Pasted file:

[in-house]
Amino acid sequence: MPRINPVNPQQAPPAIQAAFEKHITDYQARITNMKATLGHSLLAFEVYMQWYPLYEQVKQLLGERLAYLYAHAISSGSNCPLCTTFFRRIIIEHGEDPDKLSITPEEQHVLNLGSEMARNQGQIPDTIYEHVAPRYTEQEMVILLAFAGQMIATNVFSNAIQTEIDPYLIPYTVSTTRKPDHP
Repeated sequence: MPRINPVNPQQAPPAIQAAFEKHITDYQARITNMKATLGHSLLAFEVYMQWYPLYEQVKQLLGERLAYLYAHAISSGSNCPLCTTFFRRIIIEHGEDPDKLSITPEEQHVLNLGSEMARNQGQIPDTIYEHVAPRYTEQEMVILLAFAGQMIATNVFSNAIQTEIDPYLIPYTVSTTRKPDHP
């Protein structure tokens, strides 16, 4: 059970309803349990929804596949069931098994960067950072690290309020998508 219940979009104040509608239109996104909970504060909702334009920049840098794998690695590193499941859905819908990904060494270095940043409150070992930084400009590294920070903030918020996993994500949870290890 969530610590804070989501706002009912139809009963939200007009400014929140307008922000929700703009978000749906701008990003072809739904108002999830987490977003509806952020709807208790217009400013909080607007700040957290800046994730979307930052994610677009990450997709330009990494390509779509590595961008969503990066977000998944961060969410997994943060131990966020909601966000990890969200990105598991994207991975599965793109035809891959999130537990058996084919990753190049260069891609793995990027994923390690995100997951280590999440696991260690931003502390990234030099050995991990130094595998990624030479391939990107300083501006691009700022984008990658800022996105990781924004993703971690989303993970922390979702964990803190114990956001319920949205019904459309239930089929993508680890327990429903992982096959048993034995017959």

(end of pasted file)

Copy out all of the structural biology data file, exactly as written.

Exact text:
[in-house]
Amino acid sequence: MPRINPVNPQQAPPAIQAAFEKHITDYQARITNMKATLGHSLLAFEVYMQWYPLYEQVKQLLGERLAYLYAHAISSGSNCPLCTTFFRRIIIEHGEDPDKLSITPEEQHVLNLGSEMARNQGQIPDTIYEHVAPRYTEQEMVILLAFAGQMIATNVFSNAIQTEIDPYLIPYTVSTTRKPDHP
Repeated sequence: MPRINPVNPQQAPPAIQAAFEKHITDYQARITNMKATLGHSLLAFEVYMQWYPLYEQVKQLLGERLAYLYAHAISSGSNCPLCTTFFRRIIIEHGEDPDKLSITPEEQHVLNLGSEMARNQGQIPDTIYEHVAPRYTEQEMVILLAFAGQMIATNVFSNAIQTEIDPYLIPYTVSTTRKPDHP
């Protein structure tokens, strides 16, 4: 059970309803349990929804596949069931098994960067950072690290309020998508 219940979009104040509608239109996104909970504060909702334009920049840098794998690695590193499941859905819908990904060494270095940043409150070992930084400009590294920070903030918020996993994500949870290890 969530610590804070989501706002009912139809009963939200007009400014929140307008922000929700703009978000749906701008990003072809739904108002999830987490977003509806952020709807208790217009400013909080607007700040957290800046994730979307930052994610677009990450997709330009990494390509779509590595961008969503990066977000998944961060969410997994943060131990966020909601966000990890969200990105598991994207991975599965793109035809891959999130537990058996084919990753190049260069891609793995990027994923390690995100997951280590999440696991260690931003502390990234030099050995991990130094595998990624030479391939990107300083501006691009700022984008990658800022996105990781924004993703971690989303993970922390979702964990803190114990956001319920949205019904459309239930089929993508680890327990429903992982096959048993034995017959």